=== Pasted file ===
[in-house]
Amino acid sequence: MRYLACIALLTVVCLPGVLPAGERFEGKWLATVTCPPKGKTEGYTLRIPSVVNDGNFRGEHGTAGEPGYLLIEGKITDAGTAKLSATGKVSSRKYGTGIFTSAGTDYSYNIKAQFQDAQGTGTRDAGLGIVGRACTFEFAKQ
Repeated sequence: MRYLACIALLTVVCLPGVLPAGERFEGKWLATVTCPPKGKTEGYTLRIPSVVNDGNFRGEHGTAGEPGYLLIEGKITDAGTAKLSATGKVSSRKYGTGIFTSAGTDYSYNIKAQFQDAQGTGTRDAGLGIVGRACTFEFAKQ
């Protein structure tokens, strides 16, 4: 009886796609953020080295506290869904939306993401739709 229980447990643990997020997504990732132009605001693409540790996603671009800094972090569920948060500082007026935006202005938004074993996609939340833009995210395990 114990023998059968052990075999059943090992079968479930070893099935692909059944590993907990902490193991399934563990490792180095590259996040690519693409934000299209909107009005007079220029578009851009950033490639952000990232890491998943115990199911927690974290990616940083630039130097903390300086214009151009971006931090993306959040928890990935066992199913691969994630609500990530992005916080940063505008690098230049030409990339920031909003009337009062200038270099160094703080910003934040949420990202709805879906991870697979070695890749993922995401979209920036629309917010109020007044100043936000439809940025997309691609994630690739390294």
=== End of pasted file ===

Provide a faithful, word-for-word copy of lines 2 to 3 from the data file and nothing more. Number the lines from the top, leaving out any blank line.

Amino acid sequence: MRYLACIALLTVVCLPGVLPAGERFEGKWLATVTCPPKGKTEGYTLRIPSVVNDGNFRGEHGTAGEPGYLLIEGKITDAGTAKLSATGKVSSRKYGTGIFTSAGTDYSYNIKAQFQDAQGTGTRDAGLGIVGRACTFEFAKQ
Repeated sequence: MRYLACIALLTVVCLPGVLPAGERFEGKWLATVTCPPKGKTEGYTLRIPSVVNDGNFRGEHGTAGEPGYLLIEGKITDAGTAKLSATGKVSSRKYGTGIFTSAGTDYSYNIKAQFQDAQGTGTRDAGLGIVGRACTFEFAKQ